USGBC’s LEED v4 Passes Ballot, to Launch in Fall

In another win for the environment, the U.S. Green Building Council has voted to adopt LEED v4, an improved update to the world’s most visible green building rating system.
Chrissy Macken, of LEED v4

Chrissy Macken, of LEED v4

In another win for the environment, the U.S. Green Building Council (USGBC) announced that its membership has voted to adopt LEED v4, an improved update to the world’s most visible green building rating system.

“USGBC’s mission is to transform the way buildings and communities are designed, built and operated, enabling an environmentally and socially responsible, healthy and prosperous environment that improves the quality of life,” Chrissy Macken, assistant project manager for LEED v4, told Commercial Property Executive. “USGBC wants LEED buildings to not just do less bad from an environmental perspective, but do more good. This requires that the LEED rating system continuously improve and guide the market toward more environmentally sustainable strategies and decisions.”

The new LEED v4 will launch at the Greenbuild Conference and Expo, scheduled for Nov. 18-23 at the Pennsylvania Convention Center in Philadelphia.

According to Macken, LEED v4 needed to be a more performance-based (measurable) system that serves as the global standard for green building design, construction and operation.

“LEED is currently used in over 140 countries around the world – addressing this much wider audience was central to this update,” she said. “There is a greater focus on performance, linking credit achievement more closely with improved environmental outcomes.”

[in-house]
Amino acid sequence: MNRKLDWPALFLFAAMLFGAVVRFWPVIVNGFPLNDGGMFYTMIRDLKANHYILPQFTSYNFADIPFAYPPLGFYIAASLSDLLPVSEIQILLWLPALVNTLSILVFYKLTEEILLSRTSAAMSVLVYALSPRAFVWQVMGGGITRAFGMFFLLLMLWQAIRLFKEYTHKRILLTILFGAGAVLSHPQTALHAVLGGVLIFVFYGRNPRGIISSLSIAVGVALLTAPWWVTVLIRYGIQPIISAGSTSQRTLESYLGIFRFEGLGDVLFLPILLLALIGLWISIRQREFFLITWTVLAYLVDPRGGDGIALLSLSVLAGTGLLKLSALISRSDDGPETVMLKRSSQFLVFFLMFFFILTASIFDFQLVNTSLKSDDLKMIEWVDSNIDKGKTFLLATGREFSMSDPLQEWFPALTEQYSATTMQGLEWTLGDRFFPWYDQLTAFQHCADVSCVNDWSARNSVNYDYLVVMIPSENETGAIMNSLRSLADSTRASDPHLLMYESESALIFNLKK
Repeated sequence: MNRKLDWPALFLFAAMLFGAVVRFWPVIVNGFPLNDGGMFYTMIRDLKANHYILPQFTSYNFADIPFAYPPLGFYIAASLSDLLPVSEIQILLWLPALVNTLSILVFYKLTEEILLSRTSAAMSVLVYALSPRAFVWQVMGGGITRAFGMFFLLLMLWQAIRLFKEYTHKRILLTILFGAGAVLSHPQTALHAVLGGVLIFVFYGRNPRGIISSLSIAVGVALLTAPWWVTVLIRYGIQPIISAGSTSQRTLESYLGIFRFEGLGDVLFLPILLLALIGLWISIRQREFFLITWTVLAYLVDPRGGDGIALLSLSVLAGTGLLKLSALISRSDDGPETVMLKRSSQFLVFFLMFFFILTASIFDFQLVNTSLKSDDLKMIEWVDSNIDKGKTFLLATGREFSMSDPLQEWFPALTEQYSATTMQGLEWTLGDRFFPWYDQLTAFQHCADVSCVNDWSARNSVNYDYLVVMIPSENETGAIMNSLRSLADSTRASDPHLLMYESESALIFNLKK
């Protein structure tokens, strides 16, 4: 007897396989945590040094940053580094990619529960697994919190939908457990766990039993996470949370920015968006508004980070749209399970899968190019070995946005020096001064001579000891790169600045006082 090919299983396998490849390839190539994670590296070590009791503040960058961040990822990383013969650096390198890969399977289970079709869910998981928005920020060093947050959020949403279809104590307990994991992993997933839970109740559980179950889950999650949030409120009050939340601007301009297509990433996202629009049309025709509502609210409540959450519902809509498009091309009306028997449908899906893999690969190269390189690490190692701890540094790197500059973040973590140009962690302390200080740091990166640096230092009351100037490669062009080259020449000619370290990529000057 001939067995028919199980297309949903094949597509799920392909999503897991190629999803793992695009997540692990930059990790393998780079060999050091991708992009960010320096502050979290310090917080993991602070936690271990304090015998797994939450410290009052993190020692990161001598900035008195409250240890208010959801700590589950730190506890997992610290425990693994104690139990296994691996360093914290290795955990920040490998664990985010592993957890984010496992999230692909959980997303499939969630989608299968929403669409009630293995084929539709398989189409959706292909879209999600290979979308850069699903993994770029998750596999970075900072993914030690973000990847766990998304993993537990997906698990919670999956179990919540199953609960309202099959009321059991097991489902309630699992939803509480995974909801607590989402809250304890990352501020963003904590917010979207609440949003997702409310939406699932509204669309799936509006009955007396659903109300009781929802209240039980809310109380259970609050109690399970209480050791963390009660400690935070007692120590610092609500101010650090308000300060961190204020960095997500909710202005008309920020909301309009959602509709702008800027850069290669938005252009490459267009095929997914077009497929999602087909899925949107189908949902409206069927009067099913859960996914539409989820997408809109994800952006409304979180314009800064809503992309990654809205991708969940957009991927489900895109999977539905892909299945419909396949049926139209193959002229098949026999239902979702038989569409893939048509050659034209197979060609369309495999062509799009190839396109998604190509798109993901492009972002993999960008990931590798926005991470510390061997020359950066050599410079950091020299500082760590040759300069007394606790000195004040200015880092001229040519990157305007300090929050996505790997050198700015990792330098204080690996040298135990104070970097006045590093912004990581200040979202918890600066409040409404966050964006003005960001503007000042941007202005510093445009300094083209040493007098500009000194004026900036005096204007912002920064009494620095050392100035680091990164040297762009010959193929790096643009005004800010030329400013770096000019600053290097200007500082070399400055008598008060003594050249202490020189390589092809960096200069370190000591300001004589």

Examples of building green include the restructuring of the Materials and Resources credits, focusing on holistic material performance (total environmental impact: water, energy, etc.) instead of rewarding single attributes of materials (recycled content, regional, etc.), and changing low-emitting materials credits to address the actual emissions of the product, and not the VOC content, as LEED 2009 did.

The next-generation LEED program includes more options for projects outside of the US, compared to LEED 2009, and has been expanded to include data centers, warehouses and distribution centers.

According to Macken, LEED v4 will also include a provision that will give a building that uses fewer, better materials up to 9 LEED points in an effort to give incentives to both product manufacturers that voluntarily report about their product makeup and those that reduce the negative impacts from extraction of raw material through the manufacturing process.

Another LEED v4 change includes allocating about 20 percent of all points to optimizing energy performance over the ASHRAE 90.1-2010, a move that would do more to help curb carbon emissions than any LEED rating system in its 12-year history, according to the USGBC. According to Macken, projects will still need to meet minimum prerequisites and will have their choice of which credits they earn to reach certification. From an energy perspective, the minimum standard has changed from ASHRAE 90.1-2007 to 90.1-2010 on the design side, and moved from a minimum ENERGY STAR score of 69 to 75 on the operations side.

“Projects continue to have minimum requirements for water efficiency on both the design and operations side and have minimum indoor air quality standards as well,” she added. “We have a new approach to materials and resources that encourages projects to much more holistically address the products and materials they are using on the project.”

Any building that has been previously certified with a LEED rating is able to recertify under the LEED for Building Operations and Maintenance rating system and can do so by registering the project with the Green Building Certification Institute.

Currently, there are more than 100 projects pursuing certification through the LEED v4 beta program.